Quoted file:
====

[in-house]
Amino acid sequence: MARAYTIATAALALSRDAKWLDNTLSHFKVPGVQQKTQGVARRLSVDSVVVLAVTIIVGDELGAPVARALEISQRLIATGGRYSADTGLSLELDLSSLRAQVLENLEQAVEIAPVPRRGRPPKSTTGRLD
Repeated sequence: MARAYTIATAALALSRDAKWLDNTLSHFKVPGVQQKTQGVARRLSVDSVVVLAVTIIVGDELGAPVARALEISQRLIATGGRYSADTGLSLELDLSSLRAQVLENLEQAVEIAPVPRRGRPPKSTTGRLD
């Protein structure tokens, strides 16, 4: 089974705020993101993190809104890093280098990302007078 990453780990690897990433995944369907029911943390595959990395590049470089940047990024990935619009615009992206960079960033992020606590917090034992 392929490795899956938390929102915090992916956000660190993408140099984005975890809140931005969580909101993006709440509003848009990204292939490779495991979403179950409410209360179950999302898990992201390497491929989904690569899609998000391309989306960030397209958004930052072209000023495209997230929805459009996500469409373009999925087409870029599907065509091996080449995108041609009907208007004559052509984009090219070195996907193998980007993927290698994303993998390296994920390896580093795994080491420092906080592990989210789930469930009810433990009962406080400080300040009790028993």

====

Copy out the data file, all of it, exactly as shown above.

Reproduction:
[in-house]
Amino acid sequence: MARAYTIATAALALSRDAKWLDNTLSHFKVPGVQQKTQGVARRLSVDSVVVLAVTIIVGDELGAPVARALEISQRLIATGGRYSADTGLSLELDLSSLRAQVLENLEQAVEIAPVPRRGRPPKSTTGRLD
Repeated sequence: MARAYTIATAALALSRDAKWLDNTLSHFKVPGVQQKTQGVARRLSVDSVVVLAVTIIVGDELGAPVARALEISQRLIATGGRYSADTGLSLELDLSSLRAQVLENLEQAVEIAPVPRRGRPPKSTTGRLD
């Protein structure tokens, strides 16, 4: 089974705020993101993190809104890093280098990302007078 990453780990690897990433995944369907029911943390595959990395590049470089940047990024990935619009615009992206960079960033992020606590917090034992 392929490795899956938390929102915090992916956000660190993408140099984005975890809140931005969580909101993006709440509003848009990204292939490779495991979403179950409410209360179950999302898990992201390497491929989904690569899609998000391309989306960030397209958004930052072209000023495209997230929805459009996500469409373009999925087409870029599907065509091996080449995108041609009907208007004559052509984009090219070195996907193998980007993927290698994303993998390296994920390896580093795994080491420092906080592990989210789930469930009810433990009962406080400080300040009790028993």